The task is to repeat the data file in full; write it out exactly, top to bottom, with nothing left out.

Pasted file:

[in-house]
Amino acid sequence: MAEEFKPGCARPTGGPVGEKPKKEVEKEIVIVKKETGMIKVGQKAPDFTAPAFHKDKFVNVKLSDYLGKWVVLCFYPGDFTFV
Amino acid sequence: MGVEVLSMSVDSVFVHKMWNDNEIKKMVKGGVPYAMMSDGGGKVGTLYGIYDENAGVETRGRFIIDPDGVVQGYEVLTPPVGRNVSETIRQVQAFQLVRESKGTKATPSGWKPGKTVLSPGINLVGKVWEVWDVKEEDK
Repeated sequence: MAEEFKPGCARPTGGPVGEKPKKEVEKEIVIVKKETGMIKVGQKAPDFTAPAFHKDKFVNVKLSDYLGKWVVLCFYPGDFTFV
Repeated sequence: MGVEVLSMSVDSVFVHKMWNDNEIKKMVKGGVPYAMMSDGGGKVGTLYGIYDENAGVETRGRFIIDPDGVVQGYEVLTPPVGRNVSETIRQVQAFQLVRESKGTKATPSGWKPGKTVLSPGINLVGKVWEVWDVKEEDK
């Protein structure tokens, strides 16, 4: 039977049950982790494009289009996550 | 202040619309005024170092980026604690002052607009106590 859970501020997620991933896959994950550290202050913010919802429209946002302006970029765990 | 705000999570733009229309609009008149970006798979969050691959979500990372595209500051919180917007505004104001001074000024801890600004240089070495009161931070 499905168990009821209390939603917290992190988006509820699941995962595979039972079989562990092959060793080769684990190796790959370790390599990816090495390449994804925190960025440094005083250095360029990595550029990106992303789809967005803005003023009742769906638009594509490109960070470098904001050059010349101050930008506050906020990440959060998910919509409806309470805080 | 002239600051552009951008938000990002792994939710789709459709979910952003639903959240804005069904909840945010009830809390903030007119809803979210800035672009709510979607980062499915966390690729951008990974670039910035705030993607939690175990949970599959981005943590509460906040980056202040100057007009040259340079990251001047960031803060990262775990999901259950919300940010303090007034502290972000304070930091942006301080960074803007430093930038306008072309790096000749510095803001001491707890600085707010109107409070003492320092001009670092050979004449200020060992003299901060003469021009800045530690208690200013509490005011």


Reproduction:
[in-house]
Amino acid sequence: MAEEFKPGCARPTGGPVGEKPKKEVEKEIVIVKKETGMIKVGQKAPDFTAPAFHKDKFVNVKLSDYLGKWVVLCFYPGDFTFV
Amino acid sequence: MGVEVLSMSVDSVFVHKMWNDNEIKKMVKGGVPYAMMSDGGGKVGTLYGIYDENAGVETRGRFIIDPDGVVQGYEVLTPPVGRNVSETIRQVQAFQLVRESKGTKATPSGWKPGKTVLSPGINLVGKVWEVWDVKEEDK
Repeated sequence: MAEEFKPGCARPTGGPVGEKPKKEVEKEIVIVKKETGMIKVGQKAPDFTAPAFHKDKFVNVKLSDYLGKWVVLCFYPGDFTFV
Repeated sequence: MGVEVLSMSVDSVFVHKMWNDNEIKKMVKGGVPYAMMSDGGGKVGTLYGIYDENAGVETRGRFIIDPDGVVQGYEVLTPPVGRNVSETIRQVQAFQLVRESKGTKATPSGWKPGKTVLSPGINLVGKVWEVWDVKEEDK
């Protein structure tokens, strides 16, 4: 039977049950982790494009289009996550 | 202040619309005024170092980026604690002052607009106590 859970501020997620991933896959994950550290202050913010919802429209946002302006970029765990 | 705000999570733009229309609009008149970006798979969050691959979500990372595209500051919180917007505004104001001074000024801890600004240089070495009161931070 499905168990009821209390939603917290992190988006509820699941995962595979039972079989562990092959060793080769684990190796790959370790390599990816090495390449994804925190960025440094005083250095360029990595550029990106992303789809967005803005003023009742769906638009594509490109960070470098904001050059010349101050930008506050906020990440959060998910919509409806309470805080 | 002239600051552009951008938000990002792994939710789709459709979910952003639903959240804005069904909840945010009830809390903030007119809803979210800035672009709510979607980062499915966390690729951008990974670039910035705030993607939690175990949970599959981005943590509460906040980056202040100057007009040259340079990251001047960031803060990262775990999901259950919300940010303090007034502290972000304070930091942006301080960074803007430093930038306008072309790096000749510095803001001491707890600085707010109107409070003492320092001009670092050979004449200020060992003299901060003469021009800045530690208690200013509490005011």